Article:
The term post-traumatic stress disorder was originally associated with war veterans. Up to 20 percent of U.S. veterans who fought in Iraq and Afghanistan have had post-traumatic stress, according to the Department of Veterans Affairs. With that said, an estimated 76 percent of the population will experience an event potentially traumatic enough to trigger symptoms of PTSD. Emergency responders and doctors are especially vulnerable. As many as 60 percent of patients discharged from intensive care units (ICUs) are also apt to suffer.

At first it seems incredible that microscopic gut bacteria could have anything to do with trauma-induced conditions until you look at the connection between the two main states of nervous system arousal: parasympathetic and sympathetic. The parasympathetic nervous system arousal is responsible for “rest and digest.” The sympathetic nervous system arousal is responsible for “fight or flight.”  The vagus nerve basically controls the parasympathetic nervous system. Under stress-free conditions it keeps us relaxed but alert. It keeps our heartbeat within a resting state and keeps our gut working to digest. But when the brain’s alarm system, the amygdala, recognizes danger, muscular tension clamps down on the vagus nerve. Ears perk up, pupils dilate to see more movement, the heartbeat increases to pump blood away from the digestive process and into our limbs for faster flight or stronger fight.

Trauma happens when we experience something that is horrific but we can do nothing about it. Our nervous system kicks into a dual arousal of both sympathetic and parasympathetic nervous system arousal for a freeze response. This trauma becomes PTSD if we fail to process what is happening through our available nervous systems.

The Human Microbiome Project

In the same way that scientists are busy cataloguing DNA in the Human Genome Project, researchers are also cataloguing the vast range of bacteria that live on or within the human body. Called the Human Microbiome Project (HMP), scientists have discovered that every person has a collection of whole ecosystems of microbes in every part of our body, including the gut and intestines. The diversity in these microbial ecosystems is what keeps us healthy, physically and psychologically.

The good news is that an imbalance in the gut microbiota can be corrected. This was illustrated in a study at the University of Colorado Boulder where scientists gave stressed mice some of the same bacteria found in the guts of calm mice. The anxious mice immediately calmed down and experienced better moods and less anxiety.

Bacteria Also Have a Time Schedule

Another study has discovered that bacteria, like humans, have their own unique inner-clock or circadian rhythms. These are linked to our body’s multitude of other rhythms as we release hormones that affect our gut activity at different times of day. When our circadian rhythms are out of whack, the bacteria in our stomachs and intestines also get off track. Our health affects our gut bacteria and their health affects our own well-being in an endless loop. Healthy gut bacteria and unhealthy bacteria release different signals with different timing. These biochemical signals in turn affect our brains, especially the way we process stress.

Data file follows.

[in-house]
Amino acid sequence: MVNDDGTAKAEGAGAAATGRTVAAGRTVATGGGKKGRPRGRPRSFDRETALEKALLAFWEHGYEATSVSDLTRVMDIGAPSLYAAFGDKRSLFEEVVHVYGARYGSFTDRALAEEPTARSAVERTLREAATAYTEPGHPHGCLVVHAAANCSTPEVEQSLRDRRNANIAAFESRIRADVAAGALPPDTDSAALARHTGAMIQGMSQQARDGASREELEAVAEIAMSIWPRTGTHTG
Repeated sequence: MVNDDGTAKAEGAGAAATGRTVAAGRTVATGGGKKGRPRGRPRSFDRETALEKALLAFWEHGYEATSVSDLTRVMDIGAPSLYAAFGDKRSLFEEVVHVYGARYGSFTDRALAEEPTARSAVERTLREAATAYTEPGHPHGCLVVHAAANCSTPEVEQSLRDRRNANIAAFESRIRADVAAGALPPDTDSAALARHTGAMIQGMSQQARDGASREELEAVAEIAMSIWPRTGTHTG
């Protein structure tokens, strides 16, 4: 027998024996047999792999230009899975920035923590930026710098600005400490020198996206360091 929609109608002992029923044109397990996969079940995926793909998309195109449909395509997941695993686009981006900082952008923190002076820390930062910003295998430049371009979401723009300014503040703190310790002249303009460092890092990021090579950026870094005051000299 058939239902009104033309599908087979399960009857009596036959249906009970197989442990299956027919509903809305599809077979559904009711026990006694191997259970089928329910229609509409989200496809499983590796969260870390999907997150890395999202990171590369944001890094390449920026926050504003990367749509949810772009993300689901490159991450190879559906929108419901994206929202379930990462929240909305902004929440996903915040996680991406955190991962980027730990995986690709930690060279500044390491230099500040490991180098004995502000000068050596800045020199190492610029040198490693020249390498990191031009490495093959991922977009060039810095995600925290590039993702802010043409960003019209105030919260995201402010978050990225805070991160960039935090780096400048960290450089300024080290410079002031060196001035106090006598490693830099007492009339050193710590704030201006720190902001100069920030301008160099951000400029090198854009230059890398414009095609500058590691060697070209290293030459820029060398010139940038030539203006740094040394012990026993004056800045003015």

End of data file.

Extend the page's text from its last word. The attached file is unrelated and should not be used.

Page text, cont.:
5 Things To Improve Gut Health

Bottom line, keeping our gut well-stocked with healthy, diversified bacteria, can help our overall mental state, including providing relief from PTSD symptoms. Besides taking a molecular hydrogen supplement, you can dramatically improve your gut microbiome by doing these five things:

  1. Use probiotics – These are supplements that introduce live beneficial microbes into your digestive tract. It’s important to use probiotics that survive stomach acids. Just Thrive offers the only all natural probiotic-and-antioxidant combination product that 100 percent survives the harsh conditions of the stomach and arrives alive in the small intestine to get to work for you. Use in combination with prebiotics, which help nourish probiotics.
  2. Eliminate harmful foods – Sugar, processed foods, fast foods, alcohol, sodas, and other unhealthy staples of the American diet kill off good bacteria and promote harmful ones.
  1. Eat fiber-rich plants – Good bacteria love vegetables, especially artichokes, peas, broccoli, and Brussels sprouts. Fruits are also good for your gut.
  1. Eat fermented foods – Choose ones that contain live cultures and have not been pasteurized, since pasteurization kills the beneficial bacteria. Good choices include sauerkraut, kimchi, , coconut kefir, and kombucha.
  1. Protect existing gut flora – Medications such as strong antibiotics can kill good gut bacteria. Don’t take anything that isn’t absolutely necessary. Anxiety is also a gut killer. Meditation, yoga and tai chi can help keep your existing beneficial microbes very happy.
Thomas Ropp Longtime journalist Thomas Ropp is an environmental advocate and proponent of living healthier. After spending most of his life in Arizona, he relocated to a Costa Rican rainforest ten years ago and helped with reforestation projects to expand the habitat of the endangered mono titi monkey. He has dual residency in the United States and Costa Rica.